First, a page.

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Red Sea Crisis

Concerns over Cape re-routes and West African piracy

Photo: IMO press event with IMO Secretary-General Arsenio Dominguez
Industry concerns have been raised that pirates in West Africa, who have seen shipping trade shifting from the Al-Mandeb strait to around the Cape, could also refocus their operations into the Gulf of Guinea.

Some 60% of commercial vessels previously transiting the Suez Canal, have now re-routed their operations around southern Africa and north along the continent’s west coast to Europe, transiting another regional piracy hotspot, but without military protection.

IMO Secretary General, Arsenio Dominguez, told Seatrade Maritime News: “Industry is now discussing how to prepare for such an event should it happen.”

He would not go into details on what type of preparations were being discussed.

Security risk assessment company Dryad Global’s latest assessment of the Gulf of Guinea region is that there is a low to moderate risk in the region, but the concern is that with billions of dollars of goods sailing past the west African coast pirates will take this opportunity to raid vessels en route to and from Europe.

Speaking at a meet the press event in London, Dominguez addressed the more active Red Sea region, which is seeing regular missile and drone attacks on commercial vessels, with the most recent attack on the 8,500 teu CMA CGM vessel Koi, which Houthi claims suggest was hit by a missile earlier this week.

“We condemn all attacks on commercial shipping,” said Dominguez, who added that his key message to the UN Security Council was that a de-escalation of hostilities was key to protecting crew and trade.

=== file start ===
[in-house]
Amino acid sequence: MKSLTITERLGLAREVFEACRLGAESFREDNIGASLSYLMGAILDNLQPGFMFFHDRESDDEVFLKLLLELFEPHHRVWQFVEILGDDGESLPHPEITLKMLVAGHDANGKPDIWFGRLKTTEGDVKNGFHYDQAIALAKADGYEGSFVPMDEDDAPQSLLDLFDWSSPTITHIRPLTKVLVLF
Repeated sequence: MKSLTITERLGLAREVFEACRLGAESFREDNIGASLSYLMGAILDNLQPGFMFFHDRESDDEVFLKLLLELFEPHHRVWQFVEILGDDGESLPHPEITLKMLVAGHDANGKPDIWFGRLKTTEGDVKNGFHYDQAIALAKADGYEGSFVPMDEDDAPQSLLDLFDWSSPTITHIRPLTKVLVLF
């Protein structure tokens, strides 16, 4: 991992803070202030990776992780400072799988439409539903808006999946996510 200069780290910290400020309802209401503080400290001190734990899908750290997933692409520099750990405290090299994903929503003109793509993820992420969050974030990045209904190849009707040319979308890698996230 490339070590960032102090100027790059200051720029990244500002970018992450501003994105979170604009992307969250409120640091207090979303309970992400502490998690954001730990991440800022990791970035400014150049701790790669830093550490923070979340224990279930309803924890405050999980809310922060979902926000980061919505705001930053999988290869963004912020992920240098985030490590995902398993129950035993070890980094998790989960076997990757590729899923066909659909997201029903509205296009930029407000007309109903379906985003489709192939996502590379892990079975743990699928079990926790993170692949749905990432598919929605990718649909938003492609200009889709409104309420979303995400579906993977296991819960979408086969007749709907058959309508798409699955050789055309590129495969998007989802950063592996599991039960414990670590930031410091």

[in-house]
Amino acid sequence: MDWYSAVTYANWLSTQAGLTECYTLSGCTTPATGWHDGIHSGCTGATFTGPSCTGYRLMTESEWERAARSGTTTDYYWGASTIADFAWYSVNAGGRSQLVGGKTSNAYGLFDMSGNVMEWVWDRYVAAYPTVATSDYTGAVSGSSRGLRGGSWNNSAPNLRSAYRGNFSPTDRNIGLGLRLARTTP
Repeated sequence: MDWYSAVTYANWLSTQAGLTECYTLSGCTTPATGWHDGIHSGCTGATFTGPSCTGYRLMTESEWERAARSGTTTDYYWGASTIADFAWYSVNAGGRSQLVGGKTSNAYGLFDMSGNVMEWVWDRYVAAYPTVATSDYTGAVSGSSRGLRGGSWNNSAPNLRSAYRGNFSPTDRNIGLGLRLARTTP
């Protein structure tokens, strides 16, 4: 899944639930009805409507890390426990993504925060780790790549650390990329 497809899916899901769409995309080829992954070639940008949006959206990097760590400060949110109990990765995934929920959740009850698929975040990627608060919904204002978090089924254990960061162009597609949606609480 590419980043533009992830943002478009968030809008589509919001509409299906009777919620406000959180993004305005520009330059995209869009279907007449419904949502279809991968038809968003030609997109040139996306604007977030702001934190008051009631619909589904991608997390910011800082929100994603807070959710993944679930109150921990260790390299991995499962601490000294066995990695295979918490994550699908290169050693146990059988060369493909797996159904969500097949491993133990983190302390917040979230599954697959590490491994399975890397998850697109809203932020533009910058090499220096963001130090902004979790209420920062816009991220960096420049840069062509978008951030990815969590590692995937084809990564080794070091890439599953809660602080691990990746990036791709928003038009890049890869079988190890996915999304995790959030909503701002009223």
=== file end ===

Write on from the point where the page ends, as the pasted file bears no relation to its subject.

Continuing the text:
The Secretary General said that the IMO’s focus will remain first and foremost on the “humanitarian crisis faced by seafarers, they are innocent victims in these situations,” referring to pirate attacks as well as Houthi missile attacks on shipping.

Dominguez said he was aware that negotiations for the release of the crew of the Galaxy Leader, boarded by Houthi military and currently held in a Yemeni port, were ongoing, as were negotiations to free the crew of the Ruen, which is being held by Somali pirates off the east African coast.

“Crew on commercial vessels transiting the Red Sea are doing their job, just like you and I, they work on these ships and are at risk from these attacks,” added Dominguez. He emphasised that the safety of the crew and the ship was paramount, and the IMO was focusing on this issue.

“As soon as we find solutions we will come back to normal, just as we did after the financial crisis in 2008 and after Covid, but the repercussions of this will remain until the solutions are found,” said Dominguez.